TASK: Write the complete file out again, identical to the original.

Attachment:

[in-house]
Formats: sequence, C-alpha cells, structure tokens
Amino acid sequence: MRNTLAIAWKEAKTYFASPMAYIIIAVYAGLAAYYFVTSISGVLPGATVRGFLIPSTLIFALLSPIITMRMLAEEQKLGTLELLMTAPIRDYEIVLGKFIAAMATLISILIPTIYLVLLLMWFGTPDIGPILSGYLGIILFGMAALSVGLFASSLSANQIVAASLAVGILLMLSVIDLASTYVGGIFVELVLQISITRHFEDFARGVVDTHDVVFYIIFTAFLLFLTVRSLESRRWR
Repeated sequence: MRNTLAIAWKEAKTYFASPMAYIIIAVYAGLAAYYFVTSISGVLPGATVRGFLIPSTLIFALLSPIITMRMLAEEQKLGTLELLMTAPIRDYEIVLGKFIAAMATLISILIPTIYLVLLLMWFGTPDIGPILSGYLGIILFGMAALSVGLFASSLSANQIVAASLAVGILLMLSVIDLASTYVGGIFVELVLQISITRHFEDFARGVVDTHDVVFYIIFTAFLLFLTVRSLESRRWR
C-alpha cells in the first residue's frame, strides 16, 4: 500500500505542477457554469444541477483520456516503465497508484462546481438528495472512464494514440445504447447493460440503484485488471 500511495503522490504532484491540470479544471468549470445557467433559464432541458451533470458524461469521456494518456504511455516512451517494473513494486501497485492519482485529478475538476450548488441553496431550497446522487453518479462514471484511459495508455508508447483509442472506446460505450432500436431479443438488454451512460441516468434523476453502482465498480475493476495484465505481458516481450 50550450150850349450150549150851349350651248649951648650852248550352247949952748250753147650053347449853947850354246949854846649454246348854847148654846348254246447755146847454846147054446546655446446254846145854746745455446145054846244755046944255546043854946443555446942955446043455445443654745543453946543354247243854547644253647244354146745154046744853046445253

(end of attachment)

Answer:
[in-house]
Formats: sequence, C-alpha cells, structure tokens
Amino acid sequence: MRNTLAIAWKEAKTYFASPMAYIIIAVYAGLAAYYFVTSISGVLPGATVRGFLIPSTLIFALLSPIITMRMLAEEQKLGTLELLMTAPIRDYEIVLGKFIAAMATLISILIPTIYLVLLLMWFGTPDIGPILSGYLGIILFGMAALSVGLFASSLSANQIVAASLAVGILLMLSVIDLASTYVGGIFVELVLQISITRHFEDFARGVVDTHDVVFYIIFTAFLLFLTVRSLESRRWR
Repeated sequence: MRNTLAIAWKEAKTYFASPMAYIIIAVYAGLAAYYFVTSISGVLPGATVRGFLIPSTLIFALLSPIITMRMLAEEQKLGTLELLMTAPIRDYEIVLGKFIAAMATLISILIPTIYLVLLLMWFGTPDIGPILSGYLGIILFGMAALSVGLFASSLSANQIVAASLAVGILLMLSVIDLASTYVGGIFVELVLQISITRHFEDFARGVVDTHDVVFYIIFTAFLLFLTVRSLESRRWR
C-alpha cells in the first residue's frame, strides 16, 4: 500500500505542477457554469444541477483520456516503465497508484462546481438528495472512464494514440445504447447493460440503484485488471 500511495503522490504532484491540470479544471468549470445557467433559464432541458451533470458524461469521456494518456504511455516512451517494473513494486501497485492519482485529478475538476450548488441553496431550497446522487453518479462514471484511459495508455508508447483509442472506446460505450432500436431479443438488454451512460441516468434523476453502482465498480475493476495484465505481458516481450 50550450150850349450150549150851349350651248649951648650852248550352247949952748250753147650053347449853947850354246949854846649454246348854847148654846348254246447755146847454846147054446546655446446254846145854746745455446145054846244755046944255546043854946443555446942955446043455445443654745543453946543354247243854547644253647244354146745154046744853046445253